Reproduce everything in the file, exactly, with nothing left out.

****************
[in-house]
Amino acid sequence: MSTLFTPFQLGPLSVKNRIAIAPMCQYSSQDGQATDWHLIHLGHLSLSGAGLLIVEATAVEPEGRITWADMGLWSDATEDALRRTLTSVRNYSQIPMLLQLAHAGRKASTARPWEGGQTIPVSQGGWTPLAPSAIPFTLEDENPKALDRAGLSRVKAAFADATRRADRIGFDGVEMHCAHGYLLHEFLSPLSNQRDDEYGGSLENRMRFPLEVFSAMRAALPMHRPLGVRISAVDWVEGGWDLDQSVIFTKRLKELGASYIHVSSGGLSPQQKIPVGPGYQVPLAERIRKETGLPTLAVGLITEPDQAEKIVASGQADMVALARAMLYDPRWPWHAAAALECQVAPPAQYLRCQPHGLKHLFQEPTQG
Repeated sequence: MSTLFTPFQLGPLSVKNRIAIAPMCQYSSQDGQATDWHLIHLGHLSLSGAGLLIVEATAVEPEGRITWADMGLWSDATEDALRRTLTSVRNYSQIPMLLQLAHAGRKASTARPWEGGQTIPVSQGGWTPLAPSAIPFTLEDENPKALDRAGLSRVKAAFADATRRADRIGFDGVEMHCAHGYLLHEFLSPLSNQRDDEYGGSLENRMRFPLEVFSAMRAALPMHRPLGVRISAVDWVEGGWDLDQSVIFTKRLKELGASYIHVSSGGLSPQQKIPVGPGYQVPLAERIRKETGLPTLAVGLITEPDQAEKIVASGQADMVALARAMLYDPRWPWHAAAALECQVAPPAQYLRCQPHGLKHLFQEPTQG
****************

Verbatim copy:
[in-house]
Amino acid sequence: MSTLFTPFQLGPLSVKNRIAIAPMCQYSSQDGQATDWHLIHLGHLSLSGAGLLIVEATAVEPEGRITWADMGLWSDATEDALRRTLTSVRNYSQIPMLLQLAHAGRKASTARPWEGGQTIPVSQGGWTPLAPSAIPFTLEDENPKALDRAGLSRVKAAFADATRRADRIGFDGVEMHCAHGYLLHEFLSPLSNQRDDEYGGSLENRMRFPLEVFSAMRAALPMHRPLGVRISAVDWVEGGWDLDQSVIFTKRLKELGASYIHVSSGGLSPQQKIPVGPGYQVPLAERIRKETGLPTLAVGLITEPDQAEKIVASGQADMVALARAMLYDPRWPWHAAAALECQVAPPAQYLRCQPHGLKHLFQEPTQG
Repeated sequence: MSTLFTPFQLGPLSVKNRIAIAPMCQYSSQDGQATDWHLIHLGHLSLSGAGLLIVEATAVEPEGRITWADMGLWSDATEDALRRTLTSVRNYSQIPMLLQLAHAGRKASTARPWEGGQTIPVSQGGWTPLAPSAIPFTLEDENPKALDRAGLSRVKAAFADATRRADRIGFDGVEMHCAHGYLLHEFLSPLSNQRDDEYGGSLENRMRFPLEVFSAMRAALPMHRPLGVRISAVDWVEGGWDLDQSVIFTKRLKELGASYIHVSSGGLSPQQKIPVGPGYQVPLAERIRKETGLPTLAVGLITEPDQAEKIVASGQADMVALARAMLYDPRWPWHAAAALECQVAPPAQYLRCQPHGLKHLFQEPTQG